- How to become a LEGO Master Builder, Popular Science – Erik Varszegi shares four simple steps on how to get the dream job he has designing monumental LEGO creations seen by millions around the world.
- Brick Fest Live in Philadelphia, CBS Philly – BrickCan wasn’t the only LEGO event that happened this weekend. Check out this news coverage of Brick Fest Live.
Probably thanks to perceptions created by movies like Wes Anderson’s The Grand Budapest Hotel, I’ve always thought that funiculars were somehow a uniquely European mode of transportation. Although that’s not actually the case, they definitely have a certain Old World, vaguely steampunk vibe — reinforced by the fact that many of them were first built in the 19th century. Croatian builder Sven Franic has lovingly recreated the Zagreb Funicular, a tram that takes passengers up a relatively short incline in his hometown.
See more photos of this wonderful, working LEGO funicular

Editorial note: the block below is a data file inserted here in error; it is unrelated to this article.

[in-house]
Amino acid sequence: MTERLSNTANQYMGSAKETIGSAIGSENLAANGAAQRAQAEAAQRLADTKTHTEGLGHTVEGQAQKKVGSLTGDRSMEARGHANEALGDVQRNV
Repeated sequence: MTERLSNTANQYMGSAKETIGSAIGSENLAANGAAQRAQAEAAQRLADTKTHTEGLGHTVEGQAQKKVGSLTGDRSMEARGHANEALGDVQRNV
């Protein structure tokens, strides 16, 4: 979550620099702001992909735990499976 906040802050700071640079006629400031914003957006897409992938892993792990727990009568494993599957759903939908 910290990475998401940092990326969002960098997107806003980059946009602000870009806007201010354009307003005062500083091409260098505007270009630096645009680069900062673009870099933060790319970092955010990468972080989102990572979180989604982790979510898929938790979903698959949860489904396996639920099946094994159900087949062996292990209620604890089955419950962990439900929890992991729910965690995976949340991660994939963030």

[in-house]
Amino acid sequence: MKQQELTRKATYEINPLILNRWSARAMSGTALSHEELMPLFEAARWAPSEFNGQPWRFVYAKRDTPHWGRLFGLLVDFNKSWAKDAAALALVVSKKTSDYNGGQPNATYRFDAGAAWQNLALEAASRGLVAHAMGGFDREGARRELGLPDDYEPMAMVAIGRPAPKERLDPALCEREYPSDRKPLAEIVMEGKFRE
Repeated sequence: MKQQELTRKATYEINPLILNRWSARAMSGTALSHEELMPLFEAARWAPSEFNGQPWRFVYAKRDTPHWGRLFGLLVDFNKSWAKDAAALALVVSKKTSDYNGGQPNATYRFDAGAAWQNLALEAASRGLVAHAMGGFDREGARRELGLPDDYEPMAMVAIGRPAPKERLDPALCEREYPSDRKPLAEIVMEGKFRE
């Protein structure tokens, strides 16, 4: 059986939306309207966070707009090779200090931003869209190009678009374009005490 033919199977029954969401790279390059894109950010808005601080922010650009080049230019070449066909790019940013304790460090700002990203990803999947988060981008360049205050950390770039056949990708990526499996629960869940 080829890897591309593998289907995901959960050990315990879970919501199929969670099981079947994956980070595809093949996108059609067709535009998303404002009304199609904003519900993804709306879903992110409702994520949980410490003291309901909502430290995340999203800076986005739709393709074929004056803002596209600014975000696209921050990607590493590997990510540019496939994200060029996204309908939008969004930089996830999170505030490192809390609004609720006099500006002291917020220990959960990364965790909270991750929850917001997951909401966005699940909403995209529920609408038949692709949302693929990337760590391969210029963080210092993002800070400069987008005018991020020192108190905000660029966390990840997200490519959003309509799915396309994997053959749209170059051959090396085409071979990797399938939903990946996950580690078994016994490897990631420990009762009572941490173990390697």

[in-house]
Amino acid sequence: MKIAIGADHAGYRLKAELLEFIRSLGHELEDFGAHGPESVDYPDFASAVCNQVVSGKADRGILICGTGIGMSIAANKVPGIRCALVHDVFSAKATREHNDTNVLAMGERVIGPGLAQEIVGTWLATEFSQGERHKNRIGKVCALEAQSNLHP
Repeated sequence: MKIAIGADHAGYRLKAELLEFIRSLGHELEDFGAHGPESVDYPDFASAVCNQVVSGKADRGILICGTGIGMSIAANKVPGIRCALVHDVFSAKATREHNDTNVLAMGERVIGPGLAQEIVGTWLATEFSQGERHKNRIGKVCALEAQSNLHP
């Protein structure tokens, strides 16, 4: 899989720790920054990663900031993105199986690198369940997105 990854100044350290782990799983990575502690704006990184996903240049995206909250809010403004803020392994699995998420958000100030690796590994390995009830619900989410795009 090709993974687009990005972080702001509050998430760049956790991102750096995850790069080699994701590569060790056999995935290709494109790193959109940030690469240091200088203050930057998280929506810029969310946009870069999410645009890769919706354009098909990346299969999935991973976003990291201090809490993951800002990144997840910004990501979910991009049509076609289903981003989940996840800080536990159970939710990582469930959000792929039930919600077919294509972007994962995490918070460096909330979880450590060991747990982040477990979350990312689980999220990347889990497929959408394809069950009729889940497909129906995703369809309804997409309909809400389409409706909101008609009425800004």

Establishing himself as a master of customization and variation, Pangeran Panda, whose Imperial Carousel and BB-8 variations we featured recently, has created a version of Jason Allemann’s kinetic Sysyphus sculpture inspired by The Force Awakens. The base features Rey lounging in front of her crashed AT-AT home, while the upper sculpture shows Rey pushing BB-8 along.
Like Jason’s original, the figure’s legs “walk” and BB-8’s body rocks back and forth.
One of my favorite custom LEGO kits of all time is Chris McVeigh’s Mac, but German programmer Jannis Hermanns has gone one step farther by building a tiny Apple Macintosh classic case from LEGO around a Rasperry Pi Zero with an e-paper display and Wi-Fi running Docker.
Jannis says in his blog post that he designed the case in LEGO Digital Designer, ordered the bricks (upon which he performed some rather shocking customizations to fit the display), and inserted the electronics he’d programmed himself.
The whole thing — LEGO, e-paper display, Rasperry Pi, power supply, and Apple stickers — cost barely over $100, and Jannis provides detailed instructions on his website if you want to build your own.